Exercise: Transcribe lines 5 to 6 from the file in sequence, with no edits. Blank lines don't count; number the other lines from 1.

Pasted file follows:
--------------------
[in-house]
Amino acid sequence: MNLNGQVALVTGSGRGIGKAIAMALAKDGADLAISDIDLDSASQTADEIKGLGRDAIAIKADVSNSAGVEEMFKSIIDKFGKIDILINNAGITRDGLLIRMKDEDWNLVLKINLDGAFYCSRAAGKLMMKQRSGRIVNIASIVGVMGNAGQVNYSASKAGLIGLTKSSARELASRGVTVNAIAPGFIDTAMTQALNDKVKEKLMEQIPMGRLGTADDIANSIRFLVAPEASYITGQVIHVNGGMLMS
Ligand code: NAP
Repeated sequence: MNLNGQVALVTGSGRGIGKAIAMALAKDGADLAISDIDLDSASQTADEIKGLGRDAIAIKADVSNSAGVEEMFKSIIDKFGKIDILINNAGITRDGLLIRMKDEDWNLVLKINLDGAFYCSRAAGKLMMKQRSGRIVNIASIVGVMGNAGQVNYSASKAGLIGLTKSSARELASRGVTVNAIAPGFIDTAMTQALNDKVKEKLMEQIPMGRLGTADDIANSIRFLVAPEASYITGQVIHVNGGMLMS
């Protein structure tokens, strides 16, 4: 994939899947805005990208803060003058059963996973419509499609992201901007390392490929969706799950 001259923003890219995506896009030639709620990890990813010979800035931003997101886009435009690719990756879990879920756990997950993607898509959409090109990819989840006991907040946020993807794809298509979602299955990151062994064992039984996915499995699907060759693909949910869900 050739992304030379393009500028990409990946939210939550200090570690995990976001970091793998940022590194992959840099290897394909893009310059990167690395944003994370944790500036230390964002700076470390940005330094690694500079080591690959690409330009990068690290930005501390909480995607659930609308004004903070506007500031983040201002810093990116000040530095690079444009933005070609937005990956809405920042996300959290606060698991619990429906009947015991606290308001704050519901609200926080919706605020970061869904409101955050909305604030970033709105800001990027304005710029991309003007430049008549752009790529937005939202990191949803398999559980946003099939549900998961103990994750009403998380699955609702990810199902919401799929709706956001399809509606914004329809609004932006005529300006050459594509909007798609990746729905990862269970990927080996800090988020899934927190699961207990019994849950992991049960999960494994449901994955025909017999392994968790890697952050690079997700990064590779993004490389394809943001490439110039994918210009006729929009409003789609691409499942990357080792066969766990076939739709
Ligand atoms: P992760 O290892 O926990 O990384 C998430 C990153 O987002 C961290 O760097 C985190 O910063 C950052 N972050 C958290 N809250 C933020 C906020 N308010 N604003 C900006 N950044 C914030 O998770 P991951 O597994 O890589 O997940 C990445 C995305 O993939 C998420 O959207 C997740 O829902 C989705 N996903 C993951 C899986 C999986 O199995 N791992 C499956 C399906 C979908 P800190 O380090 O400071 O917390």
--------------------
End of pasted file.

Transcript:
């Protein structure tokens, strides 16, 4: 994939899947805005990208803060003058059963996973419509499609992201901007390392490929969706799950 001259923003890219995506896009030639709620990890990813010979800035931003997101886009435009690719990756879990879920756990997950993607898509959409090109990819989840006991907040946020993807794809298509979602299955990151062994064992039984996915499995699907060759693909949910869900 050739992304030379393009500028990409990946939210939550200090570690995990976001970091793998940022590194992959840099290897394909893009310059990167690395944003994370944790500036230390964002700076470390940005330094690694500079080591690959690409330009990068690290930005501390909480995607659930609308004004903070506007500031983040201002810093990116000040530095690079444009933005070609937005990956809405920042996300959290606060698991619990429906009947015991606290308001704050519901609200926080919706605020970061869904409101955050909305604030970033709105800001990027304005710029991309003007430049008549752009790529937005939202990191949803398999559980946003099939549900998961103990994750009403998380699955609702990810199902919401799929709706956001399809509606914004329809609004932006005529300006050459594509909007798609990746729905990862269970990927080996800090988020899934927190699961207990019994849950992991049960999960494994449901994955025909017999392994968790890697952050690079997700990064590779993004490389394809943001490439110039994918210009006729929009409003789609691409499942990357080792066969766990076939739709
Ligand atoms: P992760 O290892 O926990 O990384 C998430 C990153 O987002 C961290 O760097 C985190 O910063 C950052 N972050 C958290 N809250 C933020 C906020 N308010 N604003 C900006 N950044 C914030 O998770 P991951 O597994 O890589 O997940 C990445 C995305 O993939 C998420 O959207 C997740 O829902 C989705 N996903 C993951 C899986 C999986 O199995 N791992 C499956 C399906 C979908 P800190 O380090 O400071 O917390």